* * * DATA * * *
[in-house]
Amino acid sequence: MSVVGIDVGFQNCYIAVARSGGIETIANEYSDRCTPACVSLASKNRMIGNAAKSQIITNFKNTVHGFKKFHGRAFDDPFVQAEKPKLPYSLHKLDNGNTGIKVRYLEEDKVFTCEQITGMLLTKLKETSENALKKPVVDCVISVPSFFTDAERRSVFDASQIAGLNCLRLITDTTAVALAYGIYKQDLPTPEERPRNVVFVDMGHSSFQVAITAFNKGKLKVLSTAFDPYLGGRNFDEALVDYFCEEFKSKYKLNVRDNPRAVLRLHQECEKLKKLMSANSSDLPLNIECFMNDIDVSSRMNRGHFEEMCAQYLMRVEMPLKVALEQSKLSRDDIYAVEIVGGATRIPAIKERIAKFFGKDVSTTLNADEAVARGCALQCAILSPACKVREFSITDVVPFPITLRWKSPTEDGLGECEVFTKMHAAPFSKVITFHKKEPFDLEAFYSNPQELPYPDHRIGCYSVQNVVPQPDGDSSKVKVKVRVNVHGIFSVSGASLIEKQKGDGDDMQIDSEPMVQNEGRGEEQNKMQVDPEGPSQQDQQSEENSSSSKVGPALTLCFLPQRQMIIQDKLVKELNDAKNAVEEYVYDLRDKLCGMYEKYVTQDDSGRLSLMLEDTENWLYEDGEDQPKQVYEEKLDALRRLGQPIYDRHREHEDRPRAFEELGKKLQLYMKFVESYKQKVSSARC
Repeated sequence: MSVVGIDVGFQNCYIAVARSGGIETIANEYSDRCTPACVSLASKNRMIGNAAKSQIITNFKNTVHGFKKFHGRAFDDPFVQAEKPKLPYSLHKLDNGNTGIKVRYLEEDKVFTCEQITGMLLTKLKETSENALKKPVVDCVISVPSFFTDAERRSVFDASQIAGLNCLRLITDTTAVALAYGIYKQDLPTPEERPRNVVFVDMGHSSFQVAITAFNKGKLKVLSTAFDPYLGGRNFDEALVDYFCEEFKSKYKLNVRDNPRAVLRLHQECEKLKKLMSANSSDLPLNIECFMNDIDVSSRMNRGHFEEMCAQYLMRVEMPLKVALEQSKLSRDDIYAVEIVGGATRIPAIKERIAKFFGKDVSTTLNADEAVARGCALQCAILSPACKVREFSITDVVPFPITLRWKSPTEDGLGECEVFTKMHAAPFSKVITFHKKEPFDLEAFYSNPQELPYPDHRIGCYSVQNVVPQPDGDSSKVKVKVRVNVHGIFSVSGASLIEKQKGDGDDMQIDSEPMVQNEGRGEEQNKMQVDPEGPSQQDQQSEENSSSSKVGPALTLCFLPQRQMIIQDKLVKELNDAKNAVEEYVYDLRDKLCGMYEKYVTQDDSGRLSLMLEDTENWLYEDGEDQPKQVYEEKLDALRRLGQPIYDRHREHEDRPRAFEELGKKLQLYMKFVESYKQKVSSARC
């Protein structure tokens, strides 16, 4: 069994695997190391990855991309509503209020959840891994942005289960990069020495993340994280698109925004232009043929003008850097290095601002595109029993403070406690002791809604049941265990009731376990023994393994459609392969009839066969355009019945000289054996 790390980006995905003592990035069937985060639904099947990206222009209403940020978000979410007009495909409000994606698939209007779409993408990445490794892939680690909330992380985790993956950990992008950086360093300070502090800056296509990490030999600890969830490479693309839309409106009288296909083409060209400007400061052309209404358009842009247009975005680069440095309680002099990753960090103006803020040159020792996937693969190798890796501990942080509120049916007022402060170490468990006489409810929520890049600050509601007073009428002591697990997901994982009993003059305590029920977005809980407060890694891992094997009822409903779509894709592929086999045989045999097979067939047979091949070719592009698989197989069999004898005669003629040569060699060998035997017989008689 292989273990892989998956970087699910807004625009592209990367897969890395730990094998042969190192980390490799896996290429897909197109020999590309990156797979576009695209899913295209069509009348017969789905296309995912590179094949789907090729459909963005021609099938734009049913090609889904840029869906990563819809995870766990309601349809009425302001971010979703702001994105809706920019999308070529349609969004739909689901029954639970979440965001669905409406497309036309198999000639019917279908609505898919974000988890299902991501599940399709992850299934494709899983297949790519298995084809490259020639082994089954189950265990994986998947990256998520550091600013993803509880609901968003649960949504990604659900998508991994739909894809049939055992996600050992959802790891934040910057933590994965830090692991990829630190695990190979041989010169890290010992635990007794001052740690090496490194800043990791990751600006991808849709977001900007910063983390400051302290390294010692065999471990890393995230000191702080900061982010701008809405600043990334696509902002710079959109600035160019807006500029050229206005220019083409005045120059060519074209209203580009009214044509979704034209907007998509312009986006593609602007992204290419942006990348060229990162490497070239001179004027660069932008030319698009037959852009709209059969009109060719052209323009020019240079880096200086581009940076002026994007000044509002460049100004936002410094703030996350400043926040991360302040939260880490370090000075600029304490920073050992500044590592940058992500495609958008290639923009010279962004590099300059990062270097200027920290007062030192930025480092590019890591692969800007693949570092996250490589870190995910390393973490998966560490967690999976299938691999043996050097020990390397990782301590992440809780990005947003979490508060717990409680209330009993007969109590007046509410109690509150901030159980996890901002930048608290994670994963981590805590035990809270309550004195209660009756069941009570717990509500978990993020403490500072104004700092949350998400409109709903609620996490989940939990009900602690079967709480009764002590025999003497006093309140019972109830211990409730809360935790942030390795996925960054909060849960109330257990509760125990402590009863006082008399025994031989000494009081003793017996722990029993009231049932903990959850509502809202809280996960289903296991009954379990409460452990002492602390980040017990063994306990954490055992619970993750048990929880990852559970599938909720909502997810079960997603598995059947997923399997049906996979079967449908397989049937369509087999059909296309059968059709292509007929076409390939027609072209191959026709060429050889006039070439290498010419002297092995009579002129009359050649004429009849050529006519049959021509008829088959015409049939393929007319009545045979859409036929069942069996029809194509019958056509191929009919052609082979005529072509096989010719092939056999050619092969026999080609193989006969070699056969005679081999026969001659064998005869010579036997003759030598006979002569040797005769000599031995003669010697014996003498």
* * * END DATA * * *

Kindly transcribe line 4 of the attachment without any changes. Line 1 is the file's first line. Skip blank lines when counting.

């Protein structure tokens, strides 16, 4: 069994695997190391990855991309509503209020959840891994942005289960990069020495993340994280698109925004232009043929003008850097290095601002595109029993403070406690002791809604049941265990009731376990023994393994459609392969009839066969355009019945000289054996 790390980006995905003592990035069937985060639904099947990206222009209403940020978000979410007009495909409000994606698939209007779409993408990445490794892939680690909330992380985790993956950990992008950086360093300070502090800056296509990490030999600890969830490479693309839309409106009288296909083409060209400007400061052309209404358009842009247009975005680069440095309680002099990753960090103006803020040159020792996937693969190798890796501990942080509120049916007022402060170490468990006489409810929520890049600050509601007073009428002591697990997901994982009993003059305590029920977005809980407060890694891992094997009822409903779509894709592929086999045989045999097979067939047979091949070719592009698989197989069999004898005669003629040569060699060998035997017989008689 292989273990892989998956970087699910807004625009592209990367897969890395730990094998042969190192980390490799896996290429897909197109020999590309990156797979576009695209899913295209069509009348017969789905296309995912590179094949789907090729459909963005021609099938734009049913090609889904840029869906990563819809995870766990309601349809009425302001971010979703702001994105809706920019999308070529349609969004739909689901029954639970979440965001669905409406497309036309198999000639019917279908609505898919974000988890299902991501599940399709992850299934494709899983297949790519298995084809490259020639082994089954189950265990994986998947990256998520550091600013993803509880609901968003649960949504990604659900998508991994739909894809049939055992996600050992959802790891934040910057933590994965830090692991990829630190695990190979041989010169890290010992635990007794001052740690090496490194800043990791990751600006991808849709977001900007910063983390400051302290390294010692065999471990890393995230000191702080900061982010701008809405600043990334696509902002710079959109600035160019807006500029050229206005220019083409005045120059060519074209209203580009009214044509979704034209907007998509312009986006593609602007992204290419942006990348060229990162490497070239001179004027660069932008030319698009037959852009709209059969009109060719052209323009020019240079880096200086581009940076002026994007000044509002460049100004936002410094703030996350400043926040991360302040939260880490370090000075600029304490920073050992500044590592940058992500495609958008290639923009010279962004590099300059990062270097200027920290007062030192930025480092590019890591692969800007693949570092996250490589870190995910390393973490998966560490967690999976299938691999043996050097020990390397990782301590992440809780990005947003979490508060717990409680209330009993007969109590007046509410109690509150901030159980996890901002930048608290994670994963981590805590035990809270309550004195209660009756069941009570717990509500978990993020403490500072104004700092949350998400409109709903609620996490989940939990009900602690079967709480009764002590025999003497006093309140019972109830211990409730809360935790942030390795996925960054909060849960109330257990509760125990402590009863006082008399025994031989000494009081003793017996722990029993009231049932903990959850509502809202809280996960289903296991009954379990409460452990002492602390980040017990063994306990954490055992619970993750048990929880990852559970599938909720909502997810079960997603598995059947997923399997049906996979079967449908397989049937369509087999059909296309059968059709292509007929076409390939027609072209191959026709060429050889006039070439290498010419002297092995009579002129009359050649004429009849050529006519049959021509008829088959015409049939393929007319009545045979859409036929069942069996029809194509019958056509191929009919052609082979005529072509096989010719092939056999050619092969026999080609193989006969070699056969005679081999026969001659064998005869010579036997003759030598006979002569040797005769000599031995003669010697014996003498």